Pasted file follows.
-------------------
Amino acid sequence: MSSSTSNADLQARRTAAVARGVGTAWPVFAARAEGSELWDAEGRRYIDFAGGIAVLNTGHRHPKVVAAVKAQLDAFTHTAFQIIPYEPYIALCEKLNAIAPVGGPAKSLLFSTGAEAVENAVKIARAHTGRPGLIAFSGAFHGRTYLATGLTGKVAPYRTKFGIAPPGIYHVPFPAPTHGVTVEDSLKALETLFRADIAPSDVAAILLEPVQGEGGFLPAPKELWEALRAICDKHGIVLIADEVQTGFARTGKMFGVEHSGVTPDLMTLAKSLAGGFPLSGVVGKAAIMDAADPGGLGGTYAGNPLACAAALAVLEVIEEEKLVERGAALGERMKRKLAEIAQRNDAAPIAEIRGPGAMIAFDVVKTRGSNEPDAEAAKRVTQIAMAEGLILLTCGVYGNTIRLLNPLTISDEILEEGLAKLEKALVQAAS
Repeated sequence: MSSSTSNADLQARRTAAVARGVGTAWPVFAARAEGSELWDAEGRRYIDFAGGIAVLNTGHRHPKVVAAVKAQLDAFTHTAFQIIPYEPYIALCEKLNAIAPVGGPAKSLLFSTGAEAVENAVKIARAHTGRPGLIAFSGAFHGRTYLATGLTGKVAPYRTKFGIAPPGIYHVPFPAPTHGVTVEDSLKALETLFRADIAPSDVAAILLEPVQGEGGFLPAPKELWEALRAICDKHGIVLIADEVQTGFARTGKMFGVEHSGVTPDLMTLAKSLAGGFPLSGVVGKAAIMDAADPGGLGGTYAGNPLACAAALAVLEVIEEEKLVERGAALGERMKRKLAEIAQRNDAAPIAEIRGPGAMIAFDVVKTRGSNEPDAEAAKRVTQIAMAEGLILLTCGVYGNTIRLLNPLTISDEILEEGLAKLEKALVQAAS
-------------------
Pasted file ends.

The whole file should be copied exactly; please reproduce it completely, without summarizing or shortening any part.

Amino acid sequence: MSSSTSNADLQARRTAAVARGVGTAWPVFAARAEGSELWDAEGRRYIDFAGGIAVLNTGHRHPKVVAAVKAQLDAFTHTAFQIIPYEPYIALCEKLNAIAPVGGPAKSLLFSTGAEAVENAVKIARAHTGRPGLIAFSGAFHGRTYLATGLTGKVAPYRTKFGIAPPGIYHVPFPAPTHGVTVEDSLKALETLFRADIAPSDVAAILLEPVQGEGGFLPAPKELWEALRAICDKHGIVLIADEVQTGFARTGKMFGVEHSGVTPDLMTLAKSLAGGFPLSGVVGKAAIMDAADPGGLGGTYAGNPLACAAALAVLEVIEEEKLVERGAALGERMKRKLAEIAQRNDAAPIAEIRGPGAMIAFDVVKTRGSNEPDAEAAKRVTQIAMAEGLILLTCGVYGNTIRLLNPLTISDEILEEGLAKLEKALVQAAS
Repeated sequence: MSSSTSNADLQARRTAAVARGVGTAWPVFAARAEGSELWDAEGRRYIDFAGGIAVLNTGHRHPKVVAAVKAQLDAFTHTAFQIIPYEPYIALCEKLNAIAPVGGPAKSLLFSTGAEAVENAVKIARAHTGRPGLIAFSGAFHGRTYLATGLTGKVAPYRTKFGIAPPGIYHVPFPAPTHGVTVEDSLKALETLFRADIAPSDVAAILLEPVQGEGGFLPAPKELWEALRAICDKHGIVLIADEVQTGFARTGKMFGVEHSGVTPDLMTLAKSLAGGFPLSGVVGKAAIMDAADPGGLGGTYAGNPLACAAALAVLEVIEEEKLVERGAALGERMKRKLAEIAQRNDAAPIAEIRGPGAMIAFDVVKTRGSNEPDAEAAKRVTQIAMAEGLILLTCGVYGNTIRLLNPLTISDEILEEGLAKLEKALVQAAS